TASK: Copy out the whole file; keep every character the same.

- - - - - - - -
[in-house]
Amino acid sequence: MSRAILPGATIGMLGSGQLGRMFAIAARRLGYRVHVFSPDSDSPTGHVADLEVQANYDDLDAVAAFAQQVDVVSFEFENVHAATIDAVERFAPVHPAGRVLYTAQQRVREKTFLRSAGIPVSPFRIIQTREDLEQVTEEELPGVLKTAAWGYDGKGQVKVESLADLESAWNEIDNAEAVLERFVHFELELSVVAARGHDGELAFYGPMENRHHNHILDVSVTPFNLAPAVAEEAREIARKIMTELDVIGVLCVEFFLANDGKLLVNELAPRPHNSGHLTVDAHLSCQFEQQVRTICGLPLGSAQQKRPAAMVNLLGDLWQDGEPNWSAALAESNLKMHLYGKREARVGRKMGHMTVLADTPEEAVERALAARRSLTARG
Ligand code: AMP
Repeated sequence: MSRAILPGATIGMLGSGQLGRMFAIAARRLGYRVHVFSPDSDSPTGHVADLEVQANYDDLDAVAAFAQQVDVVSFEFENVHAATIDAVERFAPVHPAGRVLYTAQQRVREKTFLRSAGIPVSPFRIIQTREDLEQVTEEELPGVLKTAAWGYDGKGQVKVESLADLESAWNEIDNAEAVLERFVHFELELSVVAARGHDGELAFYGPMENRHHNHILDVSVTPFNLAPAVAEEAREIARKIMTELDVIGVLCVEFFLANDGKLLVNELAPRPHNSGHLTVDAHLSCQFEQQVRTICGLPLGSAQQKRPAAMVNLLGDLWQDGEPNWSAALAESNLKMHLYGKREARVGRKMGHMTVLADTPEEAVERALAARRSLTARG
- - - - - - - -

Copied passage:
[in-house]
Amino acid sequence: MSRAILPGATIGMLGSGQLGRMFAIAARRLGYRVHVFSPDSDSPTGHVADLEVQANYDDLDAVAAFAQQVDVVSFEFENVHAATIDAVERFAPVHPAGRVLYTAQQRVREKTFLRSAGIPVSPFRIIQTREDLEQVTEEELPGVLKTAAWGYDGKGQVKVESLADLESAWNEIDNAEAVLERFVHFELELSVVAARGHDGELAFYGPMENRHHNHILDVSVTPFNLAPAVAEEAREIARKIMTELDVIGVLCVEFFLANDGKLLVNELAPRPHNSGHLTVDAHLSCQFEQQVRTICGLPLGSAQQKRPAAMVNLLGDLWQDGEPNWSAALAESNLKMHLYGKREARVGRKMGHMTVLADTPEEAVERALAARRSLTARG
Ligand code: AMP
Repeated sequence: MSRAILPGATIGMLGSGQLGRMFAIAARRLGYRVHVFSPDSDSPTGHVADLEVQANYDDLDAVAAFAQQVDVVSFEFENVHAATIDAVERFAPVHPAGRVLYTAQQRVREKTFLRSAGIPVSPFRIIQTREDLEQVTEEELPGVLKTAAWGYDGKGQVKVESLADLESAWNEIDNAEAVLERFVHFELELSVVAARGHDGELAFYGPMENRHHNHILDVSVTPFNLAPAVAEEAREIARKIMTELDVIGVLCVEFFLANDGKLLVNELAPRPHNSGHLTVDAHLSCQFEQQVRTICGLPLGSAQQKRPAAMVNLLGDLWQDGEPNWSAALAESNLKMHLYGKREARVGRKMGHMTVLADTPEEAVERALAARRSLTARG